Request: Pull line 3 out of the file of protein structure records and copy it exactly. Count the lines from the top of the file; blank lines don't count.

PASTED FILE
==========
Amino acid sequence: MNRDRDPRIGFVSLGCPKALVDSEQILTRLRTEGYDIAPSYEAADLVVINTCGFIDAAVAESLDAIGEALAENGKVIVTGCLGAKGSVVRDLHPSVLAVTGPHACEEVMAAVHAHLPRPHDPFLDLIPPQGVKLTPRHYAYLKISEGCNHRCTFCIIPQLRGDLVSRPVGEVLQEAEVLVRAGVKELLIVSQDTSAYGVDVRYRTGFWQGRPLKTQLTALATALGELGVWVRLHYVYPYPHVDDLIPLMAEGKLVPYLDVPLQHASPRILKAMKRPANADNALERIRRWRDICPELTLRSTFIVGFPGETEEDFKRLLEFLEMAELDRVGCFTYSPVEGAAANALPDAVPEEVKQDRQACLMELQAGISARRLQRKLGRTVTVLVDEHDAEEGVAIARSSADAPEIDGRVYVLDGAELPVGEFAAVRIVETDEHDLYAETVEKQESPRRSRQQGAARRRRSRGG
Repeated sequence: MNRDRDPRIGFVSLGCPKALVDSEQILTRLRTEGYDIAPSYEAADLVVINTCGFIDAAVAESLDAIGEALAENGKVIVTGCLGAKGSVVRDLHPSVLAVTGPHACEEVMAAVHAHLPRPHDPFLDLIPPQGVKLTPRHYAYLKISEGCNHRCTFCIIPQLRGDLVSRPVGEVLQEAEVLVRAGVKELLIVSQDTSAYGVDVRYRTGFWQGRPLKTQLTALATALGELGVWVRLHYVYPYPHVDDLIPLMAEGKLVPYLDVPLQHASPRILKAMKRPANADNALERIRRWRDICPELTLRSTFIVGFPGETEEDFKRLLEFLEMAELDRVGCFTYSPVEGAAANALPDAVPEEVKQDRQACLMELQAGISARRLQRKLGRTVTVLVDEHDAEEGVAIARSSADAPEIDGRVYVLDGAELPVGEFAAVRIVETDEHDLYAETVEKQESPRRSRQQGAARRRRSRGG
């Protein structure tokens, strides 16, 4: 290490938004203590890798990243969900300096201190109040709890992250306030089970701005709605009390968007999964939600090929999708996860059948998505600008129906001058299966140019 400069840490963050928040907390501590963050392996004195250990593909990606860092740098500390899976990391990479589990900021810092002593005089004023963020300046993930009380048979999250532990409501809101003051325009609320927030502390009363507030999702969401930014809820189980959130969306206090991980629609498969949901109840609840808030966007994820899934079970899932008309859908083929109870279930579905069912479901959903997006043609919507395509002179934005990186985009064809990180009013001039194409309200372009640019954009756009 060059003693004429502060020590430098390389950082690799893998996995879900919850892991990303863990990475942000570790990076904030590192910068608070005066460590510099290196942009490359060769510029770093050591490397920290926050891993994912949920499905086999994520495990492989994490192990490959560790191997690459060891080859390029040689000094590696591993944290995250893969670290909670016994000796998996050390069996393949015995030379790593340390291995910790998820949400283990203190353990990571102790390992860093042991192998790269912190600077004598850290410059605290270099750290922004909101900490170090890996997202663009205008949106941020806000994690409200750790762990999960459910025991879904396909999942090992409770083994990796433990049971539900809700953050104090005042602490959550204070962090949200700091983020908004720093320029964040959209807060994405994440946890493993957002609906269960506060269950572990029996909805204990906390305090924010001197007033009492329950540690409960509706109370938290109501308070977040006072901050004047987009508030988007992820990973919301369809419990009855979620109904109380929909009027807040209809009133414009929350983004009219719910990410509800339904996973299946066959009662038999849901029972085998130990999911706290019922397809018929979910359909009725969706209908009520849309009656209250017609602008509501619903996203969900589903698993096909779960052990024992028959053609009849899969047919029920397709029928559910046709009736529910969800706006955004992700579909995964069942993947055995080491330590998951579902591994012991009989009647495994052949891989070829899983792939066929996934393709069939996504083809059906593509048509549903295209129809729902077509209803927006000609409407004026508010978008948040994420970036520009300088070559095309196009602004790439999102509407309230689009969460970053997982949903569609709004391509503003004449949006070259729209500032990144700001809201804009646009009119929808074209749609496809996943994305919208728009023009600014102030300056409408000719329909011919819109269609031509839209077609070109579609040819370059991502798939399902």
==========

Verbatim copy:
């Protein structure tokens, strides 16, 4: 290490938004203590890798990243969900300096201190109040709890992250306030089970701005709605009390968007999964939600090929999708996860059948998505600008129906001058299966140019 400069840490963050928040907390501590963050392996004195250990593909990606860092740098500390899976990391990479589990900021810092002593005089004023963020300046993930009380048979999250532990409501809101003051325009609320927030502390009363507030999702969401930014809820189980959130969306206090991980629609498969949901109840609840808030966007994820899934079970899932008309859908083929109870279930579905069912479901959903997006043609919507395509002179934005990186985009064809990180009013001039194409309200372009640019954009756009 060059003693004429502060020590430098390389950082690799893998996995879900919850892991990303863990990475942000570790990076904030590192910068608070005066460590510099290196942009490359060769510029770093050591490397920290926050891993994912949920499905086999994520495990492989994490192990490959560790191997690459060891080859390029040689000094590696591993944290995250893969670290909670016994000796998996050390069996393949015995030379790593340390291995910790998820949400283990203190353990990571102790390992860093042991192998790269912190600077004598850290410059605290270099750290922004909101900490170090890996997202663009205008949106941020806000994690409200750790762990999960459910025991879904396909999942090992409770083994990796433990049971539900809700953050104090005042602490959550204070962090949200700091983020908004720093320029964040959209807060994405994440946890493993957002609906269960506060269950572990029996909805204990906390305090924010001197007033009492329950540690409960509706109370938290109501308070977040006072901050004047987009508030988007992820990973919301369809419990009855979620109904109380929909009027807040209809009133414009929350983004009219719910990410509800339904996973299946066959009662038999849901029972085998130990999911706290019922397809018929979910359909009725969706209908009520849309009656209250017609602008509501619903996203969900589903698993096909779960052990024992028959053609009849899969047919029920397709029928559910046709009736529910969800706006955004992700579909995964069942993947055995080491330590998951579902591994012991009989009647495994052949891989070829899983792939066929996934393709069939996504083809059906593509048509549903295209129809729902077509209803927006000609409407004026508010978008948040994420970036520009300088070559095309196009602004790439999102509407309230689009969460970053997982949903569609709004391509503003004449949006070259729209500032990144700001809201804009646009009119929808074209749609496809996943994305919208728009023009600014102030300056409408000719329909011919819109269609031509839209077609070109579609040819370059991502798939399902």